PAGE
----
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African press review 21 June 2017

The Catholic Church blames government troops and local militia for more than 3,000 deaths in Kasai in the DRC. The global market for aircraft is doing very nicely, thank you. Tributes pour in for Joel Joffe, the lawyer who defended Nelson Mandela in the 1963 Rivonia trial and who passed away on Sunday at the age of 85.


Recent fighting in the Kasai region of the DRC may have killed more than 3,000 people, according to the local Catholic Church as reported in today's edition of regional daily the East African.

The report says Congolese security forces and a militia fighting them have killed at least 3,383 people in the central Kasai region since October, the Catholic Church said on Tuesday, in the most detailed report to date on the violence.

Church officials, citing their own sources in the remote territory bordering Angola, said the army had destroyed 10 villages as it sought to stamp out an insurrection.

They also accused the Kamuina Nsapu militia of killing hundreds of people, destroying four villages and attacking church property in a campaign to drive out central government troops.

No one was immediately available to comment from the militia or DRC's army, which has dismissed accusations of excessive force in the past.

The church's report will carry considerable weight in a country where about 40 percent of the population identifies as Catholic.

Fighting surged in Kasai in August when the army killed a chief who had been calling for central government forces to quit the region, saying it should be left to local leaders.

Kasai is known as a stronghold of opponents of the DRC's President Joseph Kabila.

Global aircraft market remains healthy

The Paris air show is making headlines as far away as South Africa.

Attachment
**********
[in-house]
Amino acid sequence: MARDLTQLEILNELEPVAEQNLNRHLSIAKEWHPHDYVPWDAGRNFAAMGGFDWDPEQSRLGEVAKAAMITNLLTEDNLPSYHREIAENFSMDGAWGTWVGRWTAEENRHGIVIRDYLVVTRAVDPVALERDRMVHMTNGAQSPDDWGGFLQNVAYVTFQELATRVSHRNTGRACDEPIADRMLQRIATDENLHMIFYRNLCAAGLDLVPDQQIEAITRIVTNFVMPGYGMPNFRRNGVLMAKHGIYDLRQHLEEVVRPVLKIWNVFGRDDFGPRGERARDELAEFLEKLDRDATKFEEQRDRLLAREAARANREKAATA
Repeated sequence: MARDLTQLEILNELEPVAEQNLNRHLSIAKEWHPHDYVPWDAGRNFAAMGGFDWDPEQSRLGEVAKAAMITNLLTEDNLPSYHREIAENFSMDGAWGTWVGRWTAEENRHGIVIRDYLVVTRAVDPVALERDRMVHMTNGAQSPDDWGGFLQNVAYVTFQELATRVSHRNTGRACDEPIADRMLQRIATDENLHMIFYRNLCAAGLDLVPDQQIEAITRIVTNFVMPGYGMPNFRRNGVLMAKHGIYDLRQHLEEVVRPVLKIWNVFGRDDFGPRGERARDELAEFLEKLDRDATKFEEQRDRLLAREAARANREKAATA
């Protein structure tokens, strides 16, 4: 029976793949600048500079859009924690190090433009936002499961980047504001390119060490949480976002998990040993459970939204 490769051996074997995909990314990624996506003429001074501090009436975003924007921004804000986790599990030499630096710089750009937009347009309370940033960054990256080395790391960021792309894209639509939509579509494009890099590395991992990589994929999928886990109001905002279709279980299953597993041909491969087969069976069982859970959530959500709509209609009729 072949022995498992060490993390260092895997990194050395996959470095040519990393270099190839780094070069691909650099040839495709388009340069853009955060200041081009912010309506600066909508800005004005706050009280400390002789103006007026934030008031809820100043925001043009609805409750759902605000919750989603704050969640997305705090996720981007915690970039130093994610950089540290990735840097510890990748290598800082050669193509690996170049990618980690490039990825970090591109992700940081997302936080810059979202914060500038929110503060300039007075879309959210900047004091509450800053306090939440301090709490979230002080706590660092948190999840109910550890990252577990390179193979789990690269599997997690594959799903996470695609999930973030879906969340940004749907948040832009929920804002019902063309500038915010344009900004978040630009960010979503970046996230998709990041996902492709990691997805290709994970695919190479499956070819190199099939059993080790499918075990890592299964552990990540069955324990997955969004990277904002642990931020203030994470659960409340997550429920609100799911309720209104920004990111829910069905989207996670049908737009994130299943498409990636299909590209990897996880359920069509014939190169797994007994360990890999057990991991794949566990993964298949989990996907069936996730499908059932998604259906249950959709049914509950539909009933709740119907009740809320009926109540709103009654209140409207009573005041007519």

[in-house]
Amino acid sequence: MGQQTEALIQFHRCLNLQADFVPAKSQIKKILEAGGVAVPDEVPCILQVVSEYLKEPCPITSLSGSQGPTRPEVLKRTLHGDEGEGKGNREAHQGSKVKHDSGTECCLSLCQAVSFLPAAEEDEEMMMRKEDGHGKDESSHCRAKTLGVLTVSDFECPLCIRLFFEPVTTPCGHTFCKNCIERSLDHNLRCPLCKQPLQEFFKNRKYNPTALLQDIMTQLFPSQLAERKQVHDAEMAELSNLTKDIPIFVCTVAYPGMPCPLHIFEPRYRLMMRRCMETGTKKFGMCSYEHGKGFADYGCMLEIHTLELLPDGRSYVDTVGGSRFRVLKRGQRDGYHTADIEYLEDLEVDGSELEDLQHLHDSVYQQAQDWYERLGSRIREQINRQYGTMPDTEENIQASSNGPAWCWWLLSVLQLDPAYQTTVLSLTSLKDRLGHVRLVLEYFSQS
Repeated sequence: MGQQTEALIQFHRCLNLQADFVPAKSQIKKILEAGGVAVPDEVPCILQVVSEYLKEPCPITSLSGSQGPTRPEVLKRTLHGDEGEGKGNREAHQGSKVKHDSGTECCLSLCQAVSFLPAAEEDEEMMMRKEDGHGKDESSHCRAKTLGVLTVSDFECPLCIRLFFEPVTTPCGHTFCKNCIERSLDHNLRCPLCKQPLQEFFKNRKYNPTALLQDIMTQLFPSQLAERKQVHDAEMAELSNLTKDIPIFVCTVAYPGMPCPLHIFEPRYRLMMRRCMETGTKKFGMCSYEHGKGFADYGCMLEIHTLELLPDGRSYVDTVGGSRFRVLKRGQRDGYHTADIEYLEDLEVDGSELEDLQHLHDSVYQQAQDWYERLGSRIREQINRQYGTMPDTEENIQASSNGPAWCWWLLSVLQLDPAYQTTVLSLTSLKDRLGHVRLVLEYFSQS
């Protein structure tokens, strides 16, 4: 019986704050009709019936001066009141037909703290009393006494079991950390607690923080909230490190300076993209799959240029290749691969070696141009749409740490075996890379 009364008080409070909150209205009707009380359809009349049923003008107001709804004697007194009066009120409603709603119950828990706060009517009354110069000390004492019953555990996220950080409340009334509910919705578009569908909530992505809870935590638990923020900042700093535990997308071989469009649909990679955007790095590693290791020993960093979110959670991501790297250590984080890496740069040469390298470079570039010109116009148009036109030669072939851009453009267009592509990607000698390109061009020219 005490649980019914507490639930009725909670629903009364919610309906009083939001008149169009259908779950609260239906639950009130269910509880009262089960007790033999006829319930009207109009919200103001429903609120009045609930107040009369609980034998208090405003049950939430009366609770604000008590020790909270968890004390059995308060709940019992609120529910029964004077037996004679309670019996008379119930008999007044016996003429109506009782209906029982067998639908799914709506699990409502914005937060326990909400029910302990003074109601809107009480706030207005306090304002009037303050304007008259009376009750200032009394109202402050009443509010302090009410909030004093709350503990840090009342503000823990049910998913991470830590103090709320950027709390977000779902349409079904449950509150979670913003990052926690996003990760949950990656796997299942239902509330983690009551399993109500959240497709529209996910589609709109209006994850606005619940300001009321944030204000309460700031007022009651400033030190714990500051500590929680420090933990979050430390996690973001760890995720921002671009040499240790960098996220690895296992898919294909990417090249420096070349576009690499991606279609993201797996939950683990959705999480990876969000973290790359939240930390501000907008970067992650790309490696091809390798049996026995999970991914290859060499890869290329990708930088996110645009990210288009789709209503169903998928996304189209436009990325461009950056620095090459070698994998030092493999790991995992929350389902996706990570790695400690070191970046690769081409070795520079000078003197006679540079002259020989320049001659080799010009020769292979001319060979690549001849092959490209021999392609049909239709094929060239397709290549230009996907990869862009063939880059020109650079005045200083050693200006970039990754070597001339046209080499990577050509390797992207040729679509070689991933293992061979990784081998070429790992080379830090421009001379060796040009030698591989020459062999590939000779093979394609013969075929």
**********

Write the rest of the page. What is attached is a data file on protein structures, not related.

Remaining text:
According to a story in the Johannesburg-based financial paper BusinessDay, the global aircraft industry is in the best of form, with orders soaring at the biennial event in the French capital.

US manufacturer Boeing expects to deliver 41,000 new planes over the next two decades. And they will cost six trillion (that's six billion billion) dollars.

Death of Nelson Mandela defence lawyer Joel Joffe

Also in BusinessDay, tributes to Joel Joffe, the lawyer who defended Nelson Mandela in the 1963 Rivonia trial, and who passed away on Sunday at the age of 85.

Joffe was a key part of the ANC leader and future president’s defence team in the 1963-4 Rivonia Trial, where Mandela was given a life sentence for sabotage against the apartheid state.

Joffe was born to a Jewish family in Johannesburg in 1932 and studied business, then law, at the University of the Witwatersrand, graduating in 1955.

Mandela’s wife Winnie Madikizela-Mandela approached him to defend her husband in the Rivonia Trial, where several leading members of the ANC were facing charges.

He said the nine members of the ANC were "the finest people I had ever met   such courage, such integrity, so committed … It was a great privilege to defend them."

It cost Joffe the right to live in South Africa. He was expelled by the apartheid government following the trial and told never to return.

Dar es Salaam in effort to outshine Mombasa

Tanzania has signed a 170-million-euro port expansion contract with a Chinese firm as part of plans to transform Dar es Salaam into the region’s transport and trade hub.

State-run China Harbour Engineering Company will expand the main port in Dar es Salaam, repositioning it as a serious competitor to Kenya’s Mombasa. Mombasa has also undergone a major upgrade in the past three years to improve efficiency and give it a competitive edge.

In his 2017/18 budget proposal read last week, Tanzania Finance Minister Philip Mpango scrapped value added tax on transit goods from its main ports. The move is intended to win back importers from landlocked countries who saw this as an additional cost to their business.

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